The Kauffman Center for Entrepreneurial Leadership is one of a very few national not-for-profit organizations with significant resources devoted to accelerating entrepreneurship (and job growth) in America. The Center has become a trusted resource, promoting opportunities for entrepreneurs, educators and youth nationwide. The Center is a legacy of the late Ewing Marion Kauffman, andis funded by the Foundation which bears his name. The Kauffman Center is located in Kansas City, Missouri, the birthplace of Marion Laboratories, Inc. The company was founded by Mr. Kauffman in 1950 in the basement of his home. At the time of its merger in 1989 with the Merrell Dow arm of the Dow Chemical Co., Marion had sales of $1 billion and employment of 3,400. The firm now operates as amajor part of Hoechst Marion Roussel, a worldwide healthcare firm with revenues exceeding $9 billion and employing more than 40,000 people. Michie P. Slaughter was involved in the original conceptual design of the Kauffman Center for Entrepreneurial Leadership, was named its first president in February 1992 and served in that role until 1998. Slaughter continues to serve as chairman of the KauffmanCenter. During his 17-year career as vice president of human resources and member of the board of directors of Marion Laboratories, Slaughter was a key influence in helping the founder and chairman, Ewing M. Kauffman, institutionalize his basic business philosophies: that we should "treat others as we want to be treated," and that "those who produce should share." He was one of the primaryarchitects of the leadership, organization and management development strategies employed by Marion during its most dramatic growth period.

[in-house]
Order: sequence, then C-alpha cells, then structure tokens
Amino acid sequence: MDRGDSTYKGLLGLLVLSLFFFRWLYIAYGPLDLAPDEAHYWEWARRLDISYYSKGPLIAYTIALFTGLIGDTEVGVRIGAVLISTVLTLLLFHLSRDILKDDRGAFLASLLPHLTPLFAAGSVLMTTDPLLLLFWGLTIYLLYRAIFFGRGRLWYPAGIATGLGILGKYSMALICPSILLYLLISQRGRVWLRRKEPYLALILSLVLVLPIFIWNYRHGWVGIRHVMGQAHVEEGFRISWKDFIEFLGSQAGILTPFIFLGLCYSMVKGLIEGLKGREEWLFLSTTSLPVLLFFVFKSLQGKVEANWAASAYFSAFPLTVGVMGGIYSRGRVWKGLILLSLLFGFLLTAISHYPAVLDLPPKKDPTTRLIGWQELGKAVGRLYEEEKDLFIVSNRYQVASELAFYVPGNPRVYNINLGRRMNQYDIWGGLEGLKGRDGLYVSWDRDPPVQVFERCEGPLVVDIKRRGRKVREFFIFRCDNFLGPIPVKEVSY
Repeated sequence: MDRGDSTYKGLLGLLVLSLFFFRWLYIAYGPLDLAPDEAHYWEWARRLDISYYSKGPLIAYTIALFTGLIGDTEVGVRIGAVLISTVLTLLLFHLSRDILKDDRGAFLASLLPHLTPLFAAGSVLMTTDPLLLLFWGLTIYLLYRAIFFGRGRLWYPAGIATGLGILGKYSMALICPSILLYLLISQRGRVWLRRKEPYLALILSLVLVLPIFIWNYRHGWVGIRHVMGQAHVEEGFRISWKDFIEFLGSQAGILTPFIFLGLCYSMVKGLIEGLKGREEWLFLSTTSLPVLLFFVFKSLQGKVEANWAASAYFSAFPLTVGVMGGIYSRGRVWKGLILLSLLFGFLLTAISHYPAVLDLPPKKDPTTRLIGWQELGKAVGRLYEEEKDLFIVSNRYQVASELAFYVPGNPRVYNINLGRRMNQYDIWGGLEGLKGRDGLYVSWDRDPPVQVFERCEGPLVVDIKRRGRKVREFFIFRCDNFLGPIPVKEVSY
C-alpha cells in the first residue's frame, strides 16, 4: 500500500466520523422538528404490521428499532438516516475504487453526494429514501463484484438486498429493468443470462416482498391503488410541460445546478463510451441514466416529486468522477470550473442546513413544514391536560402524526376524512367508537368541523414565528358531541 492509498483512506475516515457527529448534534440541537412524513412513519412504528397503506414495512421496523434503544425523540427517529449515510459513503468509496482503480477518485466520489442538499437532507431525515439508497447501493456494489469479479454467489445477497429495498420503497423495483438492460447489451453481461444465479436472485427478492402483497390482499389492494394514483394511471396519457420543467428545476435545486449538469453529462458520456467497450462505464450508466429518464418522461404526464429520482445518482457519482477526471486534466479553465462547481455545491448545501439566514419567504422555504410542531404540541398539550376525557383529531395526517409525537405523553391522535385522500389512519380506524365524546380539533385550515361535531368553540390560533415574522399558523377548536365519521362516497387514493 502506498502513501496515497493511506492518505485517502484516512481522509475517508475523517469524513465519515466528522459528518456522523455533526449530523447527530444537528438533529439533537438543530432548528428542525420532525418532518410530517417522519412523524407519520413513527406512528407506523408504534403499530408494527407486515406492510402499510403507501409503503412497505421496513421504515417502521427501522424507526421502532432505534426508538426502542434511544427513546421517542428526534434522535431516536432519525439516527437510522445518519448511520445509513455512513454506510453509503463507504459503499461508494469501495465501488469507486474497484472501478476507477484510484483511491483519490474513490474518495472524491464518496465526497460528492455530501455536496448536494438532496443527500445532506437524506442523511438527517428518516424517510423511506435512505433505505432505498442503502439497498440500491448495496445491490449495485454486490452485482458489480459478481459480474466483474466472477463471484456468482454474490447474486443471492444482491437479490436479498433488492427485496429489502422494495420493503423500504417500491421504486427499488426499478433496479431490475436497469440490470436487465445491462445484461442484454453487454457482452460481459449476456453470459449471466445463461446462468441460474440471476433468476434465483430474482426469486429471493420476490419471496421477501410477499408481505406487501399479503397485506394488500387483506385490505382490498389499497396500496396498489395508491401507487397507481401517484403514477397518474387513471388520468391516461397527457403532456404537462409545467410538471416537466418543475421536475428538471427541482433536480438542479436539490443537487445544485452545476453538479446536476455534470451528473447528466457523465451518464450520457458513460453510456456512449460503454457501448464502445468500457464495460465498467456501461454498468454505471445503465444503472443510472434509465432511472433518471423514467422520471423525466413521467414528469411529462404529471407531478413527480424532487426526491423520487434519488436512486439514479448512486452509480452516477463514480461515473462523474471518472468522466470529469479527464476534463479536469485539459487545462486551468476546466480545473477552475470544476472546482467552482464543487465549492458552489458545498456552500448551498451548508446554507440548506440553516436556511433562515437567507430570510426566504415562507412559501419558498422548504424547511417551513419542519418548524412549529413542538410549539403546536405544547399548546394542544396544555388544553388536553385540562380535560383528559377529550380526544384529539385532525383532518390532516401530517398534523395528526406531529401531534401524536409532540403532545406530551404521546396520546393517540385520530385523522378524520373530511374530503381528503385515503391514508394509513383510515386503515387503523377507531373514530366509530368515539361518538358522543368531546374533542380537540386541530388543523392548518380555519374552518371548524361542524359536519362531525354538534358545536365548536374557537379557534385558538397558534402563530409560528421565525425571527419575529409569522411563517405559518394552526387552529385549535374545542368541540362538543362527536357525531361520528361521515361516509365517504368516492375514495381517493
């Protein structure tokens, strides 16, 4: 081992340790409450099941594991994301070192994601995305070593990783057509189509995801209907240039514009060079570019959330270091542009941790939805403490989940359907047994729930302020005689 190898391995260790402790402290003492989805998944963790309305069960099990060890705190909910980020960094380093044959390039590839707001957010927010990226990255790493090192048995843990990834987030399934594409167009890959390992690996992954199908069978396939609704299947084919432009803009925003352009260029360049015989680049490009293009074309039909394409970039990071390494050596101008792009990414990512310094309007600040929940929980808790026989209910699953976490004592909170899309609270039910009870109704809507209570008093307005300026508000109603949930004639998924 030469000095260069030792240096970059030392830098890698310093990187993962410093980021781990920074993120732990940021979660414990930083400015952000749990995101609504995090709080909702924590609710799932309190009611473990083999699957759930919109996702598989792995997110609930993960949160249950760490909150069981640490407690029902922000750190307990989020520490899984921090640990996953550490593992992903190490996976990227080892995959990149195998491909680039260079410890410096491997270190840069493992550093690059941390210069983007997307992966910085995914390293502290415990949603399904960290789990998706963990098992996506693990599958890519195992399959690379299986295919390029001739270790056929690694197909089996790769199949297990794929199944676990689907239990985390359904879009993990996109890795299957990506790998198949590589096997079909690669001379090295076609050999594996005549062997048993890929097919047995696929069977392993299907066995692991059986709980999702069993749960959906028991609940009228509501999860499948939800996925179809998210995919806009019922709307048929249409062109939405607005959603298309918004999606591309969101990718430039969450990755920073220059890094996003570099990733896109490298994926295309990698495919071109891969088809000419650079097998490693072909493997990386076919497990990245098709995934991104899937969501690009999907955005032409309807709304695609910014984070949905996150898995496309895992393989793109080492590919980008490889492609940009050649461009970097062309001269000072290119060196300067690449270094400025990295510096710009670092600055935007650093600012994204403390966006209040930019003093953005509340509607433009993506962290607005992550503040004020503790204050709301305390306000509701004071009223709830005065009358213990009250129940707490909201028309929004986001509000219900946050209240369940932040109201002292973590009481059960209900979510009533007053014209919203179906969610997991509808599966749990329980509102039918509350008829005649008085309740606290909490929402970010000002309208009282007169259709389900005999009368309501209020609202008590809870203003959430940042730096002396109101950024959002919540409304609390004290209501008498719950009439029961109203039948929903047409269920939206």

SEVEN KEYS TO SHAPING THE ENTREPRENEURIAL ORGANIZATION
Many businesses are similar with respect to products, services, and markets.
Yet some seem to grow rapidly, passing through higher and higher levels of complexity in the firm while others do not achievesignificant growth. For the growth-oriented firms, barriers to transitions that the firm must overcome in the pursuit of growth appear to be only minor disturbances. When this occurs, it is not the result of action of the "lone ranger" entrepreneur, but the action of a purpose-driven team and organization that is committed to the goals and directions established for the firm. When thispurpose-driven attitude or entrepreneurial spirit has been established, the transition from the entrepreneurial leader to entrepreneurial organization has been achieved. The entrepreneurial organization may look like any other firm. Yet it thrives on an attitude toward growth that exists only when a team spirit is fostered among the associates and with the suppliers and customers of the firm. Shaping theentrepreneurial organization is not a difficult process when growth, strongly supported by the founders and the top management team, is well planned and constantly reinforced. When these conditions exist, a seven-step approach can be used to implement the process and achieve the desired results. These seven steps are: 1) hire self-motivated people; 2) help others be successful; 3) create clarityin the organization−clarification of purpose, direction, structure, and measurement; 4) determine and communicate your own values and philosophies; 5) provide appropriate reward systems; 6) create an experimental learning attitude; and 7) celebrate your victories.
The key to the success of most growing organizations is that the entrepreneur
has put together a team of highly qualified peoplewho are committed to the goals and objectives of the firm. This does not minimize the importance of identifying opportunities in the marketplace, and developing products or services that satisfy the opportunity or need while producing a profit. Nor does it mean that the judicious use of resources to achieve growth is not a necessary criterion for success. What it does mean is that the successful...